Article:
Proceedings of the 2017 International Conference on Economics, Finance and Statistics (ICEFS 2017)

Volatility Spillover and Multivariate Volatility Impulse Response Analysis of GFC News Events

Authors
David Allen, Michael McAleer, Robert Powell, Abhay Singh
Corresponding Author
David Allen
Available Online January 2017.
DOI
https://doi.org/10.2991/icefs-17.2017.9How to use a DOI?
Keywords
Spillover Index, Volatility Impulse Response Functions (VIRF), BEKK, DBEKK, Asymmetry, GFC, ESDC.
Abstract
This paper applies two measures to assess spillovers across markets: the Diebold Yilmaz (2012) Spillover Index and the Hafner and Herwartz (2006) analysis of multivariate GARCH models using volatility impulse response analysis. We use two sets of data, daily realized volatility estimates taken from the Oxford Man RV library, running from the beginning of 2000 to October 2016, for the S&P500 and the FTSE, plus ten years of daily returns series for the New York Stock Exchange Index and the FTSE 100 index, from 3 January 2005 to 31 January 2015. Both data sets capture both the Global Financial Crisis (GFC) and the subsequent European Sovereign Debt Crisis (ESDC). The spillover index captures the transmission of volatility to and from markets, plus net spillovers. The key difference between the measures is that the spillover index captures an average of spillovers over a period, whilst volatility impulse responses (VIRF) have to be calibrated to conditional volatility estimated at a particular point in time. The VIRF provide information about the impact of independent shocks on volatility. In the latter analysis, we explore the impact of three different shocks, the onset of the GFC, which we date as 9 August 2007 (GFC1). It took a year for the financial crisis to come to a head, but it did so on 15 September 2008, (GFC2). The third shock is 9 May 2010. Our modelling includes leverage and asymmetric effects undertaken in the context of a multivariate GARCH model, which are then analysed using both BEKK and diagonal BEKK (DBEKK) models. A key result is that the impact of negative shocks is larger, in terms of the effects on variances and covariances, but shorter in duration, in this case a difference between three and six months.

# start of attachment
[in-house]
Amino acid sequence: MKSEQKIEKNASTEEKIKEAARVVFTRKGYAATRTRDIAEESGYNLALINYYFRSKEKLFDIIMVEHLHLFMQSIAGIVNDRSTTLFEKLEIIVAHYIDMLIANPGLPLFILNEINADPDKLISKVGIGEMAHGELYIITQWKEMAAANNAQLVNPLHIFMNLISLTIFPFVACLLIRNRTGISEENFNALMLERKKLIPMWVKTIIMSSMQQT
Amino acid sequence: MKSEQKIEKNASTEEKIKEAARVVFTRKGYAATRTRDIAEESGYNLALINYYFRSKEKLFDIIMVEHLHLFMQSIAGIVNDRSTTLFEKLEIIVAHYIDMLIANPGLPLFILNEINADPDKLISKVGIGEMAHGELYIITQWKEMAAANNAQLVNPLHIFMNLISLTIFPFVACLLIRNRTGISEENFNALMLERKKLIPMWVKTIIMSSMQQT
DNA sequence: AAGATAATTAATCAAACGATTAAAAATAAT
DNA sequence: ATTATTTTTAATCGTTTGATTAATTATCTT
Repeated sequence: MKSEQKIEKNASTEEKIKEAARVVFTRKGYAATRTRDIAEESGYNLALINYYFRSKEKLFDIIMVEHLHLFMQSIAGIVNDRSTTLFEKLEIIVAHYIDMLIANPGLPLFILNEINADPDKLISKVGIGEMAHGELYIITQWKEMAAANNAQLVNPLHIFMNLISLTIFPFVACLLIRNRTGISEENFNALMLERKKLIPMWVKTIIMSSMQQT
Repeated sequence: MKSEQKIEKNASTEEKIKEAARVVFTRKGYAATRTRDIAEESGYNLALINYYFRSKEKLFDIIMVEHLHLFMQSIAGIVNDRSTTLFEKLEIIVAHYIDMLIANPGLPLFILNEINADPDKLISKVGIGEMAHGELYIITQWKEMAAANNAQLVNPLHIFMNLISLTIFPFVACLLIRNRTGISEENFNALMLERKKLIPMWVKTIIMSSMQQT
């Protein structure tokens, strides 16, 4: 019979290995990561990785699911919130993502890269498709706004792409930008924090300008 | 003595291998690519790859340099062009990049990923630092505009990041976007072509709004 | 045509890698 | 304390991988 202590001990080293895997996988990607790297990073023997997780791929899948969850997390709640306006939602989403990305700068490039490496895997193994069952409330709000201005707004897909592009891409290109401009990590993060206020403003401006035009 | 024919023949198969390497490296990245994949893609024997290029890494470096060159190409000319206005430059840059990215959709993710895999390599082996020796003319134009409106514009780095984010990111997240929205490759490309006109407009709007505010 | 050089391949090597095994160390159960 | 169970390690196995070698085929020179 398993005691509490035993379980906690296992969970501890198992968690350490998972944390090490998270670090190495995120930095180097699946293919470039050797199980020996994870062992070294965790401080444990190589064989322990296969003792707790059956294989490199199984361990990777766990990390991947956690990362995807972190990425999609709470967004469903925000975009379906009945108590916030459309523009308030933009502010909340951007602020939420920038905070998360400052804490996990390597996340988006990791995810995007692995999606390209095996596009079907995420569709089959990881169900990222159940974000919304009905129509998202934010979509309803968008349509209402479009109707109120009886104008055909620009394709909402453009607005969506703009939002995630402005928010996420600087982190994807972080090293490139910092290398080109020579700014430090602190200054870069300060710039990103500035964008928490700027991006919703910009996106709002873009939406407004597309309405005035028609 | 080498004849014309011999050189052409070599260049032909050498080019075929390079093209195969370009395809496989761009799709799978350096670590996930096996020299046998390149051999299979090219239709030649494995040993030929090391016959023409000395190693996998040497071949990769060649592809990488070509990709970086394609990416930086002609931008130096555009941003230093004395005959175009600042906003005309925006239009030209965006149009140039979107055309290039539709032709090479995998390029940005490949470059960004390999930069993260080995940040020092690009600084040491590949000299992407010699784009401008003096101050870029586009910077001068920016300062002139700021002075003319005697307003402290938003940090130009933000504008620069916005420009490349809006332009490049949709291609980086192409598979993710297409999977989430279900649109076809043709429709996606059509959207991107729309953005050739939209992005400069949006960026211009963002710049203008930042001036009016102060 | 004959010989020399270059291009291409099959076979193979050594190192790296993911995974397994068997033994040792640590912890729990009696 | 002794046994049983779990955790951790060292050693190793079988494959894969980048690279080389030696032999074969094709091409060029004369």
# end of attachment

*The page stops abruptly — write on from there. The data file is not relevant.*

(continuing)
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Proceedings
2017 International Conference on Economics, Finance and Statistics (ICEFS 2017)
Part of series
Advances in Economics, Business and Management Research
Publication Date
January 2017
ISBN
978-94-6252-311-1
ISSN
2352-5428
DOI
https://doi.org/10.2991/icefs-17.2017.9How to use a DOI?
Open Access
This is an open access article distributed under the CC BY-NC license.

Cite this article

TY  - CONF
AU  - David Allen
AU  - Michael McAleer
AU  - Robert Powell
AU  - Abhay Singh
PY  - 2017/01
DA  - 2017/01
TI  - Volatility Spillover and Multivariate Volatility Impulse Response Analysis of GFC News Events
BT  - 2017 International Conference on Economics, Finance and Statistics (ICEFS 2017)
PB  - Atlantis Press
SP  - 82
EP  - 107
SN  - 2352-5428
UR  - https://doi.org/10.2991/icefs-17.2017.9
DO  - https://doi.org/10.2991/icefs-17.2017.9
ID  - Allen2017/01
ER  -